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Thursday, 1 December 2016

Elephants and Millipedes

It's a small world. The other day in church, a choir member asked me if I'd heard of Merfyn Temple. I'd heard of him, I said, he was well known in Lusaka, and attended services at the Cathedral in Lusaka sometimes - and my parents knew him. "I have a book for you," she said. So, I was gifted this title called Elephants and Millipedes, The organic revolution in Zambia, signed by Merfyn Temple. My benefactor had met him at a meeting on organic farming somewhere in England. Merfyn had interrupted her conversation when she suggested using a pesticide on some or other garden pest. Now I know that Merfyn became a champion of organic farming in his later life.

Merfyn has a natural way of writing and a passion for his subject, as well as a depth of experience in Zambia. In this account he talks about his work in Chipapa, near Chilanga, where he helped establish organic farming, a later venture of his. He had arrived in Zambia in 1943 as a minister of the Methodist church, left Zambia in 1974, and returned to start this work at Chipapa (which it seems took its name from that of a freed slave) in 1989.

He writes of his early experiences:

Not being a natural linguist I was having great difficulty in understanding and speaking the local language... I went to live away from the mission, where no-one spoke English... I learned to use a native adze and carved a six foot wooden cross which I set up by the well... I bought an iron spearhead [which] I hammered into the cross and asked to explain to the mystified villagers that on such a cross had Jesus their Saviour been crucified and the spear was man's sin which had been the cause of his death. I planted zinnia seeds at the foot of the cross and some of the women helped gather thorn bushes... to keep the cattle and goats away. I later heard that soon after I left someone stole the spear, the flowers died from lack of water and the white ants ate the cross. I had a lot more to learn than the language.

I find this tale so typical of our failed expectations as missionaries and also as NGOs. We have high hopes that are often sadly misplaced.

Merfyn writes of a stranger who visited his mission station to hand him a note saying:

Dear Muluti [teacher], we know that you missionaries have been sent here by the government to apply Bible grease. You have come to make us soft so that we will not oppose Colonial rule. You will never succeed because we African people will take the power and you with all the other white people will be thrown out of the country....

On another occasion the man (it turns out he was Edward Liso Mungoni, later a politician and member of the Anglican church) returned medals issued to mission schools to commemorate the coronation of Queen Elizabeth II, saying that Harry Nkumbula was the true leader of the country.

Merfyn Temple later joined Kenneth Kaunda's UNIP party, which must have taken a great deal of courage, and was active politically, helping to establish the Zambia Youth Service. After independence, the youths at a planned agricultural project were not well-pleased to be told they had to hoe the ground, as there were no tractors. As Merfyn puts it, there was a 'gap between dream and reality that had grown out of all proportion'. I do find this earlier history very revealing.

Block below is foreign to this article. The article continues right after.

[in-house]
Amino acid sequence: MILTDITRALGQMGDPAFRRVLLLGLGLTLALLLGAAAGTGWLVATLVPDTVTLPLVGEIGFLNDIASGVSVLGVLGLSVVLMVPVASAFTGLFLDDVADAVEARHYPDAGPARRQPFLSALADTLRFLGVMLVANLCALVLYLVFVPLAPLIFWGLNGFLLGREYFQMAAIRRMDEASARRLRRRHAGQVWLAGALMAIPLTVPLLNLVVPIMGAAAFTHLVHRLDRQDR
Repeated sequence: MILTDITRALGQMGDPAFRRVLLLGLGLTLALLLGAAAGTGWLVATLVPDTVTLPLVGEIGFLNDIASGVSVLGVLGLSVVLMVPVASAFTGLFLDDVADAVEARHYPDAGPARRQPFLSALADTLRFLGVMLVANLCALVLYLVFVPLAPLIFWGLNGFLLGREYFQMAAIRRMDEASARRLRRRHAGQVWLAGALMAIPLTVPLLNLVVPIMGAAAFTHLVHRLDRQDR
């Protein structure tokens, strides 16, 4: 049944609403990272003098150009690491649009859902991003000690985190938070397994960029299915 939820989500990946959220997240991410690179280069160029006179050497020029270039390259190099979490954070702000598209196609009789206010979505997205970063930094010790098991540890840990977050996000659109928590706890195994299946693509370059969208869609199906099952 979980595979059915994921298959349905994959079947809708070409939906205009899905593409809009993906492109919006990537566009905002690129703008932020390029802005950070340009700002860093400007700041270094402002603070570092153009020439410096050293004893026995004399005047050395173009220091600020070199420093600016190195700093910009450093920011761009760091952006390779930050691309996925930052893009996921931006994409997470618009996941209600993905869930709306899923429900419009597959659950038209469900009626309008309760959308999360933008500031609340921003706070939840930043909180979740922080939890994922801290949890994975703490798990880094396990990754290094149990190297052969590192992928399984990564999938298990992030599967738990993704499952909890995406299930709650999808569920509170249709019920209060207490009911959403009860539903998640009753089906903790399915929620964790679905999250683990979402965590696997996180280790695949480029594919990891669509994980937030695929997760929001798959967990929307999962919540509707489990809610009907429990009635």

Merfyn asks 'old' Schachifwa what he thinks of Americans having flown to the moon. He said  

'he believed it because he knew the Americans were very clever people, but there had been a great deal of discussion in the village amongst the older people who found it impossible to believe. They had two difficulties. One was that people could not walk on the moon because they would not have any sky there since they were in the sky already. The other problem was about God. God is somewhere up there in the sky because he sends the rain, and nothing in the lives of people is more important than rain. Somehow, men on the moon would interfere with God's benevolence.... Anyway, what's the point of going there since they found no trees to build houses with, and no grass for grazing cattle'.

He's got a point...

There is much of interest in the later history of the work at Chipapa as well, including the story of a family that died after brewing beer in an empty pesticide barrel, but ultimately it is a positive account of the success of organic farming in this area.

Merfyn Temple died in 2012.


Here are some of the people mentioned, some from the earlier history, many chiefs, some proponents of organic farming mentioned in passing, others people living in Chipapa or involved in the establishment of organic farming there.

Chibuluma, Chief
Curtis, Jukes (Lusaka businessman)
Doxiadis Ltd - Greek town planners

Filipo - farmer and water engineer, Shantumbu
Goodfellow, District Commissioner
Jansson engineering works

Kaingu (Ila Chief)
Kalambalala, Daniel
Kalambalala, Godfrey
Kasempa, Chief
Kaunda, Kenneth
Kibika, Juda (farmer)
Krapf, Dr

Lewanika, Chief
Liebentall, Bob
Luungu, Bazak

Maane, E.C. (architect)
Mayanda, Job
Mbewe, Peter (tavern)
Michello, Ennias
Moffat, Unwin
Moono, Chief
Morris, Colin
Mukobelal (Ila Chief)
Mungaila (Chief)
Mungoni, Edward
Muwezwa (Ila Chief)
Mwando, Yoram

Nalubamba, Bright (Chief)
Namwala secondary school dancers
Ndunda, Matthew (farmer)
Nkomesha, Chief
Nkumbula, Harry

Phiri, Mr (driver Chipapa bus)
Porter, Mrs (secretary of Schumacher)
Priebe, Dr

Schachifwa, b. abt. 1900 headman, wife Esther
Schachifwa, Daniel, wife Sarah
Schachifwa, Janela
Schachifwa, Chipo
Schachifwa, Trevor
Schachikwa, Gilbert
Scott, Guy
Shakumbila, Chief
Shankwaya, Herbert
Shantumbu - village
Shezongo (Ila Chief)
Schumacher, Dr Fritz

Zumbwa, Moses
Zumbwa, John (son of Moses) wife Charity
Zumbwa, Norman


Elephants and Millipedes is published by
Millipede Books,
40 Thames Avenue,
Berks RG8 7BY

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